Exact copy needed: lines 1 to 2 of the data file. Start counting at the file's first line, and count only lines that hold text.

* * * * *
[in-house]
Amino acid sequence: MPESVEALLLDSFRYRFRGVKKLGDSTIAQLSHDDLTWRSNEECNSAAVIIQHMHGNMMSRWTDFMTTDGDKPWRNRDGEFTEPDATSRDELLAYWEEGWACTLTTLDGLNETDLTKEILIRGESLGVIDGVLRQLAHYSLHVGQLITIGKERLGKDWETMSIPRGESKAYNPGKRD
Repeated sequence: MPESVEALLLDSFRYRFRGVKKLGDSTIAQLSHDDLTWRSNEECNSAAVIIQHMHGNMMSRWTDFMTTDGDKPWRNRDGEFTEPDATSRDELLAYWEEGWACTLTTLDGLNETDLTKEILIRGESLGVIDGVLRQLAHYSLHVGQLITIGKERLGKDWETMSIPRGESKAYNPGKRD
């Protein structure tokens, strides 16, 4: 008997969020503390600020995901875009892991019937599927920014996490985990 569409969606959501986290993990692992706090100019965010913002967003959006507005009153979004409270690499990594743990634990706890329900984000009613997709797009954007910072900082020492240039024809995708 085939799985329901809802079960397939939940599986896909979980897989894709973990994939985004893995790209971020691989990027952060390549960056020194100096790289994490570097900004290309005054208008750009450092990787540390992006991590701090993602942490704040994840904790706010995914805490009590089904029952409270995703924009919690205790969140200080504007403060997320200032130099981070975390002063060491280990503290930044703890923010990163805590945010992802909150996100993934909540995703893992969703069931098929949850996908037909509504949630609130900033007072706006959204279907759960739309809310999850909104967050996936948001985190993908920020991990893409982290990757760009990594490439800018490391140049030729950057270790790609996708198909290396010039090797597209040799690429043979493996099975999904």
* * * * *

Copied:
[in-house]
Amino acid sequence: MPESVEALLLDSFRYRFRGVKKLGDSTIAQLSHDDLTWRSNEECNSAAVIIQHMHGNMMSRWTDFMTTDGDKPWRNRDGEFTEPDATSRDELLAYWEEGWACTLTTLDGLNETDLTKEILIRGESLGVIDGVLRQLAHYSLHVGQLITIGKERLGKDWETMSIPRGESKAYNPGKRD